By Kwaku Duncan - 11/17/10 12:14 AM EST
“I’ve always said that there should be a Panera in D.C.,” said Dyani Hanrahan, head of community relations for Panera Bread. “It’s a great opportunity to serve the populous. For every community we move into, we want to become a part of what’s really relevant to the D.C. community.”
According to General Manager Eden Wadsworth, Panera Bread expanded because the company realized they didn’t have many locations in urban markets. Since its opening in D.C., Panera Bread has hired 50 employees and associates.
Before finding a position at Panera Bread, Donald Bell had been looking for a job since January, after he got laid off from Ronald Reagan International Airport. Without work, he struggled to pay bills and to stay in school.
“It was a tough time for me but I kept looking and I applied online here, got called in for the interview and got the job the same day,” Bell said. “I love it — it’s fun, it keeps me busy and the atmosphere is great,”
Of course Panera is not the only place hiring in town. A few blocks away from the Archives-Navy and Memorial-Penn Quarter Metro station is Carmine’s, a family-style restaurant that serves abundant portions of homemade Italian food made for sharing with friends and family. The restaurant’s birthplace is in New York, and the franchise has expanded to New Jersey, the Bahamas and finally Washington, D.C.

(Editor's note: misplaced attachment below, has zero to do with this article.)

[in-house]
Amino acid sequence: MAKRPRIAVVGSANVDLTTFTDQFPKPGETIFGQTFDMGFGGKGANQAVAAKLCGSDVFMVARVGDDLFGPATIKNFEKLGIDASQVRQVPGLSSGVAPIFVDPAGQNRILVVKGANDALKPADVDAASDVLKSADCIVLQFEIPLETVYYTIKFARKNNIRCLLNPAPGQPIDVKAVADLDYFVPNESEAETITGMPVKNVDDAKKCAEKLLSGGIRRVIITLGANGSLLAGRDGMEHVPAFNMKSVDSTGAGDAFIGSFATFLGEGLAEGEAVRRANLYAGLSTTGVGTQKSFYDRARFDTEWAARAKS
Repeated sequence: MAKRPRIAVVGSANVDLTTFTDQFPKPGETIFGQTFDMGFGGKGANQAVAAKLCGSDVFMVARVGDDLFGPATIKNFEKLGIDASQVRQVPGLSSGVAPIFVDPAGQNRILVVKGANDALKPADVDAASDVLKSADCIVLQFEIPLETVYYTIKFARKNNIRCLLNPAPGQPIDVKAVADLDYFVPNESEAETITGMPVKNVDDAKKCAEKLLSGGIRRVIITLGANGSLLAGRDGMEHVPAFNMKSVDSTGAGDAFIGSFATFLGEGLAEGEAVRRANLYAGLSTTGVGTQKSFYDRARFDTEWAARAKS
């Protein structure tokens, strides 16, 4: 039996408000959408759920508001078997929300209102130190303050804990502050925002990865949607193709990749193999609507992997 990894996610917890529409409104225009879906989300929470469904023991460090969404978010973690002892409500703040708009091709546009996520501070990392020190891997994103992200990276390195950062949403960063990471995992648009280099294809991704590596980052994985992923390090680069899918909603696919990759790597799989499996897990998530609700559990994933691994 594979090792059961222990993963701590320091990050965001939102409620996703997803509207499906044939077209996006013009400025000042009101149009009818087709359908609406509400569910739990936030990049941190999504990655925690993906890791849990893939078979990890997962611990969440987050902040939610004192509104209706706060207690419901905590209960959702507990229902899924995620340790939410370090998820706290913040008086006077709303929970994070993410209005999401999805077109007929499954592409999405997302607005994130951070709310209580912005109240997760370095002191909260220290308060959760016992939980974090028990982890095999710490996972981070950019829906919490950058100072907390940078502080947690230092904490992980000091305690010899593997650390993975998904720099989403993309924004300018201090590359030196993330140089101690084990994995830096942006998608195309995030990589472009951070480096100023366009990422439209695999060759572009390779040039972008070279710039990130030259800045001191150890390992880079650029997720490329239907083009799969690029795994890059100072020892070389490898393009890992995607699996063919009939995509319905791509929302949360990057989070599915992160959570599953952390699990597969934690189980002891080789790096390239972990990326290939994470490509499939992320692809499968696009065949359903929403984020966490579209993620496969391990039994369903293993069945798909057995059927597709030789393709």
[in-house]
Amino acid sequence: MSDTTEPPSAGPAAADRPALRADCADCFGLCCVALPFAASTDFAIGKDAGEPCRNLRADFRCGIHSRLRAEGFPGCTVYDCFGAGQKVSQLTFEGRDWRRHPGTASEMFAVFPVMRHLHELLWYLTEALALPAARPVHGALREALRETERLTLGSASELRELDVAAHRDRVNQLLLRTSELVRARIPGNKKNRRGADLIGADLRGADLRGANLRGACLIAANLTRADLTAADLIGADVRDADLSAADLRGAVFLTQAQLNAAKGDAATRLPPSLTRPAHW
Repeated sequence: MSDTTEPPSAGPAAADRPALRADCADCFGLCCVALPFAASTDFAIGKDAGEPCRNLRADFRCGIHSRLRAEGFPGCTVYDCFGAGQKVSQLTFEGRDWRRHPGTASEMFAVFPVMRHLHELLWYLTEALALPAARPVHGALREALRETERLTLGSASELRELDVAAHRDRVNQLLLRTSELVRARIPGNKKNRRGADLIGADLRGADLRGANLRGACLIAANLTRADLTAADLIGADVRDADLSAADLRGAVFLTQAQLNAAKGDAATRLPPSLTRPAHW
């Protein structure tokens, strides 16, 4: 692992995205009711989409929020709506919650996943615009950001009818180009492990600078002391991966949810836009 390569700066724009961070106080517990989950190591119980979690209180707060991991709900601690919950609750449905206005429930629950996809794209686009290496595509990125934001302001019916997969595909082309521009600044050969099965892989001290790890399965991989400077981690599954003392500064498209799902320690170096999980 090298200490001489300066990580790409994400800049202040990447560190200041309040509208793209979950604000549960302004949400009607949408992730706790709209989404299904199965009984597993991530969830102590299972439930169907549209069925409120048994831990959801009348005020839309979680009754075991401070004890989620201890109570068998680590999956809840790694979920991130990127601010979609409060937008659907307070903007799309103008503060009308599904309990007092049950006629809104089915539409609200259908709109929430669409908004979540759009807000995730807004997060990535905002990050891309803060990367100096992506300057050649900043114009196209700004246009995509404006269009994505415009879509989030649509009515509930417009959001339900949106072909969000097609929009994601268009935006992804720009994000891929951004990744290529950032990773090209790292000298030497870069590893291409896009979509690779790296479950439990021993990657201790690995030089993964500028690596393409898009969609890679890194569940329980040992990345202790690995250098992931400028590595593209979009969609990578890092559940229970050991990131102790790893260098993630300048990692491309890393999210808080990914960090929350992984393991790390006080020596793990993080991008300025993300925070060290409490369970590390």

“We came here because of the opportunity for new market. D.C. is really thriving despite the unemployment rate being very low, so we wanted to provide jobs to a market that is growing and really great for the restaurant business,” Carmine’s general manager, Arlene Weston, said.
Since its opening in August, the restaurant branch has hired and trained more than 275 employees. “We feel we have made a great contribution to reducing the unemployment rate. We had a four week-training program to ensure newcomers understand the significance of house hospitality and the service market,” Weston said.
The general manager stated the restaurant’s goal was to promote an industry in an area that wasn’t as pronounced compared to government-related jobs, and recommended other restaurants expand their business to the Capitol.
“This place is a viable market and it’s the place to be — there’s been New York, Vegas, L.A., but D.C. is the place to be,” Weston said.